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RSD and Fibromyalgia

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RSD and Fibromyalgia

Post  byrd45 on Sat Jan 24, 2009 6:08 pm

General : Weekly Discussion-RSD and Fibromyalgia
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From: byrd45 (Original Message) Sent: 12/21/2005 4:56 PM
Hi Everyone,
I thought this week we could discuss RSD and Fibromyalgia. Some of us who have RSD also can end up with Fibromyalgia. Of course just because some of us end up getting both doesn't mean that everyone with RSD will also develop Fibromyalgia and those people who have Fibromyalgia won't necessarily end up with RSD. Unfortunately after seeing my Neurologist the other day she told me that she feels I have developed this due to the muscles constantly being agitated and never resting from the nerve signals non-stop. Anyhow I thought it would be interesting to us all to find out just what Fibromyalgia is and it's symptoms and treatments. Let's check out what Keith from American RSDHope has to say on the subject:
SYMPTOMS Most patients with fibromyalgia say that they ache all over. Their muscles may feel like they have been pulled or overworked. Sometimes the muscles twitch and at other times they burn. More women than men are afflicted with fibromyalgia, but it shows up in people of all ages.

Pain - The pain of fibromyalgia has no boundaries. People describe the pain as deep muscular aching, burning, throbbing, shooting and stabbing. Quite often, the pain and stiffness are worse in the morning and you may hurt more in muscle groups that are used repetitively.

Multiple Tender Areas - (muscle and joint pain) on the back of the neck, shoulders, sternum, lower back, hip, shin, elbows, knees.

Chronic headaches - Recurrent migraine or tension-type headaches are seen in about 50% of fibromyalgia patients and can pose as a major problem in coping for this patient group.

Fatigue This symptom can be mild in some patients and yet incapacitating in others. The fatigue has been described as "brain fatigue" in which patients feel totally drained of energy. Many patients depict this situation by saying that they feel as though their arms and legs are tied to concrete blocks, and they have difficulty concentrating.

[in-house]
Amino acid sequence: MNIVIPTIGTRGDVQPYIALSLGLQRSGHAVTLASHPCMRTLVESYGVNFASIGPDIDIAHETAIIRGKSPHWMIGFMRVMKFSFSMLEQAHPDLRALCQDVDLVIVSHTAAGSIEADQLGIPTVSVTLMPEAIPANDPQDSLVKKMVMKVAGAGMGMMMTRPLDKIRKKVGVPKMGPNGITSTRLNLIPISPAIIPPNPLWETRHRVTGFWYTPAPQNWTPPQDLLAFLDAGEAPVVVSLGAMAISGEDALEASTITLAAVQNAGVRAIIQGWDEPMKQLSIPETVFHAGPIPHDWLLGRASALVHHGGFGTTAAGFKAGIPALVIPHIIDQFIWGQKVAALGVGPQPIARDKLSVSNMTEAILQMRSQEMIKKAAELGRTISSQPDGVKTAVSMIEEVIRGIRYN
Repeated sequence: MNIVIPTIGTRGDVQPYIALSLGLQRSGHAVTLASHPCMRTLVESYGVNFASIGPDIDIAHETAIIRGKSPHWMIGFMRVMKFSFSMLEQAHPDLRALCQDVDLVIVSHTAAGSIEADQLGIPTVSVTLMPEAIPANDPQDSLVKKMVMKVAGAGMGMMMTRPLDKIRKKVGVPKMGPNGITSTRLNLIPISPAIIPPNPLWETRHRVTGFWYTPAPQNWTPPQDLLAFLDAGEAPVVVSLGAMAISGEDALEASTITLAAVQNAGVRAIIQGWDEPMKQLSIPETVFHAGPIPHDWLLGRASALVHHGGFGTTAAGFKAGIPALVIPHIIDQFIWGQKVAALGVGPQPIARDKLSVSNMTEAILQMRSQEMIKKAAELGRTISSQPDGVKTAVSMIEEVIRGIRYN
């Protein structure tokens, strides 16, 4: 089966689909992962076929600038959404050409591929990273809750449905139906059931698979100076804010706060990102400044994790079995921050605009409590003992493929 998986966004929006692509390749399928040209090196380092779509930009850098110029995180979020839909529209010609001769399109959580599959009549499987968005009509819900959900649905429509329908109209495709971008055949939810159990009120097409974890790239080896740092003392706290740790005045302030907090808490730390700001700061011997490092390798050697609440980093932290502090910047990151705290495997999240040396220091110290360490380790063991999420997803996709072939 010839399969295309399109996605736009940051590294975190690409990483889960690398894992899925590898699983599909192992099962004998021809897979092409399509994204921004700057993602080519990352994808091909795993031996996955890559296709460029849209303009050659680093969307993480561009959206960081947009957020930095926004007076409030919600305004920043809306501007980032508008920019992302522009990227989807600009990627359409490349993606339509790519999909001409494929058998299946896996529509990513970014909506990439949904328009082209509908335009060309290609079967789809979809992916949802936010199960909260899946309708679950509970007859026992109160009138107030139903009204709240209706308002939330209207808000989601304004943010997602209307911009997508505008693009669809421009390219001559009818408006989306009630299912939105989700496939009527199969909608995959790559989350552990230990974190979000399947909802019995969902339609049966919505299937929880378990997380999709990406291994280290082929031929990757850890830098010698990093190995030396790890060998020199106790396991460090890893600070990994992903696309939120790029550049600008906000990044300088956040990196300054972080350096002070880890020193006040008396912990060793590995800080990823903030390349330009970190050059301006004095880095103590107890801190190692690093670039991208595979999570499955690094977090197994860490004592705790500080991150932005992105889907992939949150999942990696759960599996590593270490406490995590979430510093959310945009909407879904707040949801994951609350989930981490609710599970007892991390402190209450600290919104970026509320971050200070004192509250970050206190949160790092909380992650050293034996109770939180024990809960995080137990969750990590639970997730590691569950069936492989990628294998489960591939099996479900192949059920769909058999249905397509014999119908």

Sleep Disturbances - Most fibromyalgia patients have an associated sleep disorder called the alpha-EEG anomaly. This condition was uncovered in a sleep lab with the aid of a machine which recorded the brain waves of patients during sleep. Researchers found that fibromyalgia syndrome patients could fall asleep without much trouble, but their deep level (or stage 4) sleep was constantly interrupted by bursts of awake-like brain activity. The sleep pattern for clinically depressed patients is distinctly different from that found in FMS or CFS.

Body Aches

Reduced Exercise Tolerance

Irritable Bowel Syndrome - Constipation, diarrhea, frequent abdominal pain, abdominal gas and nausea represent symptoms frequently found in roughly 40% to 70% of fibromyalgia patients.

Chronic Facial Muscle Pain or Aching

Other Common Symptoms - Painful menstrual periods (dysmenorrhea), chest pain, morning stiffness, cognitive or memory impairment, numbness and tingling sensations, muscle twitching, irritable bladder, the feeling of swollen extremities, skin sensitivities, dry eyes and mouth, frequent changes in eye prescription, dizziness, and impaired coordination can occur.

Aggravating factors - Changes in weather, cold or drafty environments, hormonal fluctuations (premenstrual and menopausal states), stress, depression, anxiety and over-exertion can all contribute to symptom flare-ups.

There is alot of info here: so check out the rest at your convience:

We will pick this discussion up tomorrow because I am going out to see Matt. Talk to you all then.



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From: byrd45 Sent: 1/18/2006 8:44 AM

Hi Everyone,
I am finally getting back to finishing the second part of this discussion. Sorry it took so long, but better late than never I guess. I have been traveling a rough road lately but am trying my best. Anyhow, getting back to the Fibromyalgia, I have been noticing one thing for sure that is definitely related and boy it is rough pain wise. It is a deep muscle pain,extremely sharp in the muscle of my gluteous maxemous (behind)It is horrible and movement makes it worse(figures). I have been so tired too. My face has been getting extremely numb too off and on it gets so numb it feels like when you go to the dentist and get a few shots of novacaine. Very sharp pains in my hips and pins and needles in my feet have been a big problem lately too.My stomach has been a real mess too and without getting to graphic it hasn't been going wonderful lately. Anyhow, lets look back in on Keith at RSDHope and see what else he says Fibromyalgia.

He says:
ALTERNATIVE NAMES Fibromyositis; Fibrositis; Myofasical Pain Syndrome